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More Homes, More Choice: Ontario's Housing Supply Action Plan

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More Homes, More Choice: Ontario's Housing Supply Action Plan

Today, Ontario passed legislation to help people struggling to find a home they can afford. It lays the groundwork needed to tackle Ontario's housing crisis and help build more homes that meet the needs of people in every part of the province.

The comprehensive legislation is central to More Homes, More Choice: Ontario's Housing Supply Action Plan, which outlines a suite of legislative, regulatory and policy changes across multiple ministries. The changes eliminate unnecessary steps, duplication and barriers to creating the housing Ontarians need. While cutting red tape, the government is holding firm to its commitment to maintain protections for health and safety, the environment, the Greenbelt, agricultural lands and our rich natural and cultural heritage.

The legislation includes the following changes:

Conservation Authorities Act

Heavy rains and flooding threaten our communities and the people of Ontario need our conservation authorities to focus on programs and services that have the greatest impact. Changes to the Conservation Authorities Act will ensure that conservation authorities focus and deliver on their core mandate and that taxpayer dollars are being used effectively. These changes will also improve public transparency, consistency and accountability in conservation authorities' operations.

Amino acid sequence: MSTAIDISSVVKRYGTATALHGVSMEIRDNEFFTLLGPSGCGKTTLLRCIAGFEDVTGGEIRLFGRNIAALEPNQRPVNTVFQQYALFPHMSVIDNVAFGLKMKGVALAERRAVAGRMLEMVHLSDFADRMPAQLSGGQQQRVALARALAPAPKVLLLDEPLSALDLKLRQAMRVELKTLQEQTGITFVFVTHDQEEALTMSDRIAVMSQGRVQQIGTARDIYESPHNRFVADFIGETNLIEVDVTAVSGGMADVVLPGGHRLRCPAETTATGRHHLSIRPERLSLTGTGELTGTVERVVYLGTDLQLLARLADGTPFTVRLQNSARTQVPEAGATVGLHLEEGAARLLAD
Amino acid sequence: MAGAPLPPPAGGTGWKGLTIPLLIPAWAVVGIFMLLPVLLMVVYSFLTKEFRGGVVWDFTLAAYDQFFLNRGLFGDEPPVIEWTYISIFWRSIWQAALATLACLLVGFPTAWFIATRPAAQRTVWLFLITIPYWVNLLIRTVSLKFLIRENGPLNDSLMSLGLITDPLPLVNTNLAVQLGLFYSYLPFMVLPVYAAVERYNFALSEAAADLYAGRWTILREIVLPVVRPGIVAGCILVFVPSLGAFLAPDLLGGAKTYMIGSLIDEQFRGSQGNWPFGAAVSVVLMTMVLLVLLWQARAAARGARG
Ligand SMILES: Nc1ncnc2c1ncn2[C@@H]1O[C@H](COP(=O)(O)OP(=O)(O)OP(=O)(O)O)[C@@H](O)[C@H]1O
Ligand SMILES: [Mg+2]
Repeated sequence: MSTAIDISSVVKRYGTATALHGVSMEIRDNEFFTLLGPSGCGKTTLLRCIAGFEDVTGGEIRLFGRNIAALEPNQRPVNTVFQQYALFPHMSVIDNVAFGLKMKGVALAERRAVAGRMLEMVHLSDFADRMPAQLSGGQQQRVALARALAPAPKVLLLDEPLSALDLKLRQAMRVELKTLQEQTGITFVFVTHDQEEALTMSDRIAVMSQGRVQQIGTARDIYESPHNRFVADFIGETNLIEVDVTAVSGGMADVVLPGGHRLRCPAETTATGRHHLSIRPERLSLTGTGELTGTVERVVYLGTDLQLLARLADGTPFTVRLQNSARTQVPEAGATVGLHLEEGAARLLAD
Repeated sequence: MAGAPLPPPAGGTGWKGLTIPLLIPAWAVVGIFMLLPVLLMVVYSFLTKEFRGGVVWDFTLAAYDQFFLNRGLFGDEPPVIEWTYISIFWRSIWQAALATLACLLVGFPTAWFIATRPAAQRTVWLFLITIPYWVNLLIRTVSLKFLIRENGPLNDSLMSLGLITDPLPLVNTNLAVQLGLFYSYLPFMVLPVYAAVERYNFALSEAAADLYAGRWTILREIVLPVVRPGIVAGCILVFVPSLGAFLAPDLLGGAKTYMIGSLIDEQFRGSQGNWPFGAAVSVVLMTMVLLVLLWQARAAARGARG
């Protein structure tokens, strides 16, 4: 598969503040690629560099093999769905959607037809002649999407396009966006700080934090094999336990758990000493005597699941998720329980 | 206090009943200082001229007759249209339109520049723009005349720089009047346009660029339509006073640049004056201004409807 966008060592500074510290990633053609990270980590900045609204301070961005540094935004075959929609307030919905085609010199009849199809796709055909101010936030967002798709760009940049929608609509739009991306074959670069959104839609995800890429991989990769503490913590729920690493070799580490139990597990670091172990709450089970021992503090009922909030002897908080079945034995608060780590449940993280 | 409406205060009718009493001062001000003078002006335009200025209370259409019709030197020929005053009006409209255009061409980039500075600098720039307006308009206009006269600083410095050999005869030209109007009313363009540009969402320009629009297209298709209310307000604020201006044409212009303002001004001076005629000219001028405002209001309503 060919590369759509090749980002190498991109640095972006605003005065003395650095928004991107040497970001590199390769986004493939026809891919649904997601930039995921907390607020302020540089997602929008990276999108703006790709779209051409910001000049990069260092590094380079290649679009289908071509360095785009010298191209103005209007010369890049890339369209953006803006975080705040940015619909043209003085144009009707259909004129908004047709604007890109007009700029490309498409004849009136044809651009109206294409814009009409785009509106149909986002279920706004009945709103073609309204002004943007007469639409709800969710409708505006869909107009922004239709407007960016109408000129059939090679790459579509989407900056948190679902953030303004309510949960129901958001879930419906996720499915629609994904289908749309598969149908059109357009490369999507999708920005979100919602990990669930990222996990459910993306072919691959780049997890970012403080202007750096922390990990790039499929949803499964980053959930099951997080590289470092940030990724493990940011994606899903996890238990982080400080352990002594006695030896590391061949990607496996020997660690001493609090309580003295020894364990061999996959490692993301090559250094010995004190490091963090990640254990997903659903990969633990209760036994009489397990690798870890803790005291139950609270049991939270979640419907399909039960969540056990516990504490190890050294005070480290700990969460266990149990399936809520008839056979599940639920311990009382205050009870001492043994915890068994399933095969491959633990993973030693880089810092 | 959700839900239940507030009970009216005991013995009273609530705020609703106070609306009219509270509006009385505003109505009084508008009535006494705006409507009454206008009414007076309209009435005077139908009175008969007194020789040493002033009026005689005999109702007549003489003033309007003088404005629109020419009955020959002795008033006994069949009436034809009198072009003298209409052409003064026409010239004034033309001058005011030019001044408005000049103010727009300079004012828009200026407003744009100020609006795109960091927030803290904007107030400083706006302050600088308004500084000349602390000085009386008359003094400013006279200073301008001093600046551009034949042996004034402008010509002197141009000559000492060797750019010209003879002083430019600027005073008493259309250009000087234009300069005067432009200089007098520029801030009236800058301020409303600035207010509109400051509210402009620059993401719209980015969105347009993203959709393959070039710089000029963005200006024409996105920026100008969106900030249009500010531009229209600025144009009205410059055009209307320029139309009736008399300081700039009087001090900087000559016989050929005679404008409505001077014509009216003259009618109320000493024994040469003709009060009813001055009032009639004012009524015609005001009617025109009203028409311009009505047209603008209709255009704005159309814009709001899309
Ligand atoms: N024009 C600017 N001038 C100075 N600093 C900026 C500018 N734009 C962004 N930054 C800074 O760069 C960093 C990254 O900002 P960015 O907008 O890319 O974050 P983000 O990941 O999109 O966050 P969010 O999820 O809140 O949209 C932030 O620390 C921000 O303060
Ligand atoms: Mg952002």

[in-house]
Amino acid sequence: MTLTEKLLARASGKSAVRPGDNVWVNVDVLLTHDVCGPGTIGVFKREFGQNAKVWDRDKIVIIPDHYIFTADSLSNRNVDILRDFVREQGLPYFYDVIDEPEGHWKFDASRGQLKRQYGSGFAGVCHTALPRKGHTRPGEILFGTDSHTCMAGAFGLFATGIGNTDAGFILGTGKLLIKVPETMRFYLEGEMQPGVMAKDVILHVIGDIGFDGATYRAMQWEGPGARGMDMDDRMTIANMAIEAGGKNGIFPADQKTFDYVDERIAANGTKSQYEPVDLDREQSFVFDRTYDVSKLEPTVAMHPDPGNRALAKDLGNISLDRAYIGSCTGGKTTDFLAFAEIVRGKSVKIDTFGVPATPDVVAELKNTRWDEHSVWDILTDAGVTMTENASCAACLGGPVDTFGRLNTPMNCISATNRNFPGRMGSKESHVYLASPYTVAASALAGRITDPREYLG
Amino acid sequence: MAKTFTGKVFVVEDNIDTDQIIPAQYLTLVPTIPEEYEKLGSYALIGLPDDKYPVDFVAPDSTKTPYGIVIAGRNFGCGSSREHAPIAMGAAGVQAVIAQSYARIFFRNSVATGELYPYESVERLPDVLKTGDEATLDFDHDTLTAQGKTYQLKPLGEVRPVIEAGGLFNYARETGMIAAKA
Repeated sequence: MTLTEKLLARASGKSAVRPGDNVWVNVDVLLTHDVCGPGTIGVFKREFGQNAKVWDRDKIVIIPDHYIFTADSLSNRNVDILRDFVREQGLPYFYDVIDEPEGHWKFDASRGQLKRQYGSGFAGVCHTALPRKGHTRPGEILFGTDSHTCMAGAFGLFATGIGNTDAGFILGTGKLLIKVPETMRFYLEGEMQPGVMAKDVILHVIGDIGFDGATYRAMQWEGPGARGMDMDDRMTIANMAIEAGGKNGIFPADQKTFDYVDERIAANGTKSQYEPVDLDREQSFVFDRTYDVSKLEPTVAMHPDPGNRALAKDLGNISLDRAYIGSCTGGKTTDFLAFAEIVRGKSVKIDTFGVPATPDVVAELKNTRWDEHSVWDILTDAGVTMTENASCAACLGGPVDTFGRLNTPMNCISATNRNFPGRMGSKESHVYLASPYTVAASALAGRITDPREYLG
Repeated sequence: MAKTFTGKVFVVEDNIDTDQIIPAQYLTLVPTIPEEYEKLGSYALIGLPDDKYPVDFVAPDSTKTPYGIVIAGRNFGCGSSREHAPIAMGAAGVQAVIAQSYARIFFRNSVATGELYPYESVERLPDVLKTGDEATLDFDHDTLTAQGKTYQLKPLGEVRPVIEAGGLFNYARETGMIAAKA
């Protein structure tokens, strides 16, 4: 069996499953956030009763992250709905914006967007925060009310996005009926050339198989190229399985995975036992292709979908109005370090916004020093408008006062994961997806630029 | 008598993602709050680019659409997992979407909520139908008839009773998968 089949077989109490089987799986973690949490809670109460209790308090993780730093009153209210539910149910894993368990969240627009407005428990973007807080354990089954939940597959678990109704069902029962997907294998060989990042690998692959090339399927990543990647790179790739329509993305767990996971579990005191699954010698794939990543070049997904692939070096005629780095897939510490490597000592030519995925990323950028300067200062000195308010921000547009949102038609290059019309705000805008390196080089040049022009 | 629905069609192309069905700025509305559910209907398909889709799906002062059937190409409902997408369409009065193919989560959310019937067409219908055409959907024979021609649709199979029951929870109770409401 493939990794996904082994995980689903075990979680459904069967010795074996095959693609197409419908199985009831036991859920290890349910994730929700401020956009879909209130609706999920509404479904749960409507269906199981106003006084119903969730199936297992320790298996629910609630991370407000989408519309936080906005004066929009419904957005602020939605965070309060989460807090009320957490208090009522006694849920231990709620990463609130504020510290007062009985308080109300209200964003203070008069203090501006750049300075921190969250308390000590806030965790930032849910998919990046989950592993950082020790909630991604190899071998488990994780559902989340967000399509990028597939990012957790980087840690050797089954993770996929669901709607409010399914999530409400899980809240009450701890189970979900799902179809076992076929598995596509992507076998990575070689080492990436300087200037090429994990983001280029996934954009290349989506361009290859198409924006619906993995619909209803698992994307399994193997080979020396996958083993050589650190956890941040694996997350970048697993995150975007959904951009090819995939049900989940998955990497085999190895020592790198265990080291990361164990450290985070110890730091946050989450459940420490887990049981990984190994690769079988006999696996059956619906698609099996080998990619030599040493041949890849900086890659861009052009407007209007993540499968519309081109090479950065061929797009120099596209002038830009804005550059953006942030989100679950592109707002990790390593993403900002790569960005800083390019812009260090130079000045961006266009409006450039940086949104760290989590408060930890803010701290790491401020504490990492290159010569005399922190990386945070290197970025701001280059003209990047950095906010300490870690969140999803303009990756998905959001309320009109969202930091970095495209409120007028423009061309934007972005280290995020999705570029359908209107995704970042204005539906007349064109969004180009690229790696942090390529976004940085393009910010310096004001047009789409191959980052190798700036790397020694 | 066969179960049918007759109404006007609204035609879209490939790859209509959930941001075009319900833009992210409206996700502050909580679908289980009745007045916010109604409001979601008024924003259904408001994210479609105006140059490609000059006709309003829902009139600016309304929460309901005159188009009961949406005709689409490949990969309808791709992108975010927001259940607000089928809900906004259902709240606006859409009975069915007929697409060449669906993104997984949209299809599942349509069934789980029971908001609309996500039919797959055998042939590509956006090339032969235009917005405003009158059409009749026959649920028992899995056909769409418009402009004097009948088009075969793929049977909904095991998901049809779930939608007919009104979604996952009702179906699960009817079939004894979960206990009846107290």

Development Charges Act

The changes will help increase housing options for the people of Ontario and make the upfront costs of building housing more predictable. Allowing development charges for certain types of development to be paid in installments will also encourage more apartments and affordable housing. Development charges for non-profit housing (including non-profit rental) will be payable over 20 years, while development charges for other rental housing will be payable over five years. Municipalities will be able to fully cover growth-related costs for waste diversion and ambulance services through development charges. The legislation reflects feedback from public, municipal and development industry consultations over the past six months, including at the committee stage of the legislative process. The changes were also posted on the Environmental Registry for 30 days, and the government intends to consult on regulatory approaches to implement the legislative amendments.

Education Act

Every community has different education needs and it is time the government respected these differences by moving away from a one-size-fits-all approach to Education Development Charges. The Education Development Charges framework would be changed to help reduce the high cost of housing for the people of Ontario and ensure school boards have resources to support growing communities. The Ministry of Education will implement its changes later this fall. From December 2018 to January 2019, our government consulted with experts from the education, municipal and developer sectors on an updated framework and will continue to consult with the education sector throughout implementation.

Endangered Species Act

The changes will make it easier to harmonize the Endangered Species Act with other like-legislation and will help establish Canada's first Species at Risk Conservation Trust. The Trust will provide transparent rules on how to protect species at risk habitat. Changes will also support a modern ecosystem-wide approach to species protection that balances a healthy environment with a healthy economy and is effective and efficient. These changes have been posted for public comment for 30 days on the Environmental Registry ending May 18, 2019.